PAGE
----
It’s 8pm on my last night in Ubud, Bali and I couldn’t have enjoyed my time more.
Here are a few things I’m thinking, off the top of my head that I wanted to share with you:
#1: When we travel, we carry our lineage in our luggage.
My grandmother always wanted to travel the world. She dreamt of going to Paris one day. I think the few credits of French she took in college had a grip on her heart.
But she never even got a passport, and after getting stuck in decades of the grind, then getting sick, she never had a chance to leave the country. She died only imagining the places she wanted to see most.
That could make me really sad if I think about it.
Or I could be proud that even though she never got to leave, I’ve had the opportunity to travel the world. This year alone, I’ll have been to four continents — from Spain, to Morocco, to Greece, now in Bali, and tomorrow I’m off to Australia.
I look at the beauty of the world, and having spent so much time with her, I know exactly how she’d react to some of the incredible places I’m seeing. I can imagine her laugh and her smile. I can even imagine the jokes she’d make.
Especially the dirty ones 😉
Am I not made of her same flesh, bone and blood? Does she not travel with me, wherever I go?
Dana K. Wade (“Attorney at Law”) is quite literally inside me.
I’m not sad. I miss her immensely, but I’m grateful that she lives on through me.
Who lives on through you?
Wherever you go, your family goes, too.
#2: Personal development is the best gift you can give other people.
Nobody will thank you for improving yourself.
Nobody will ever say to you, “Wow, Susan. Thanks for taking the last 5 years to become more emotionally balanced and mature. I love how you treat me with generosity and respect, even when I don’t always give you the same consideration.”
But it’s true.
The time you spend working on yourself isn’t just for you. In fact, it’s mostly for other people.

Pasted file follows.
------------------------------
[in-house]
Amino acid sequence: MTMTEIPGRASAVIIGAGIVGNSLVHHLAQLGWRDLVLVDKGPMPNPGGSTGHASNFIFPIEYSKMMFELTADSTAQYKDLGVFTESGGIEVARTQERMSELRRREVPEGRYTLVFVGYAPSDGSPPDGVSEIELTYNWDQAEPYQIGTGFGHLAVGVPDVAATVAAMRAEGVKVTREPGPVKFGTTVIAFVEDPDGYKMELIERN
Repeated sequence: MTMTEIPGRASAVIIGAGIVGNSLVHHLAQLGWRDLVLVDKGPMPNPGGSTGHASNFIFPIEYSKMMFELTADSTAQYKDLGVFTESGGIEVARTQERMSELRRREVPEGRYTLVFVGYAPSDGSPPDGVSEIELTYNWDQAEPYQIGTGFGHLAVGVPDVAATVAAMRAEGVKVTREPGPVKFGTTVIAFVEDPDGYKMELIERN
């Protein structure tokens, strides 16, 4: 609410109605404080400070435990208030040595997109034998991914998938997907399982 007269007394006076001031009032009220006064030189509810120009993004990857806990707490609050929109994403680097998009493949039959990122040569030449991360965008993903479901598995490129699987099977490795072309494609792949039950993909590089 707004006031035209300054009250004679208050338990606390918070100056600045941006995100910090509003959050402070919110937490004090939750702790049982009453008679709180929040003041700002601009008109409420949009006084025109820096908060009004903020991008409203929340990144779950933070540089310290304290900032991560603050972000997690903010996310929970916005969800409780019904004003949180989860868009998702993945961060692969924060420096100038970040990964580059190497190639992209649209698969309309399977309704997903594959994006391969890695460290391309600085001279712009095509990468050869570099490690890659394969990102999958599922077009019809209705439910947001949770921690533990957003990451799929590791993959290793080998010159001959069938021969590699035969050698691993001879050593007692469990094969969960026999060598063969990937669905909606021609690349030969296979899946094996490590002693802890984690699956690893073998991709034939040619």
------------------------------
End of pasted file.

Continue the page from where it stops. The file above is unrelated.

When you work on yourself and learn to become a better person, that’s a gift that scales because your positive growth affects literally everybody you come in contact with.
Even if they never know it or give you praise.
#3: Kindness is currency.
One thing that has stood out most to me about Balinese culture is how kind everybody is.
The genuine smiles. The laughter. The courtesy and generosity of everybody here is astounding.
Coming from the chaotic, vain culture of Los Angeles, I have to admit, I found myself having trouble being completely open to it. It’s like I’m always waiting for the other shoe to drop.
I wonder when they’re going to try and get something from me or steal from me?
I bet he’s trying to sell me, scheme me, take advantage of me, overcharge me or mislead me.
Yesterday, I took a taxi ride with a generous man who was also a wood sculptor.
As a way of thanking Sara and I for riding with him, he returned to our hotel later that night with a beautifully carved wooden mask. It was a simple token of thanks and friendship.
He didn’t ask for anything in return. He didn’t try to “upsell” me. He just gave it with a smile and left.
I could feel my chest tighten at the notion of accepting it.
Why was he being so nice?
Then, I thought about how absurd my response was.
Many of us have been conditioned to reject kindness because we are scared of being hurt.
How often are we closed to kindness, love or affection from others? How much do we suffer because of it?
Far too often, my by count.
We can’t expect to develop into individuals who can give kindness to others if we can’t first accept it openly.
This content was originally published here.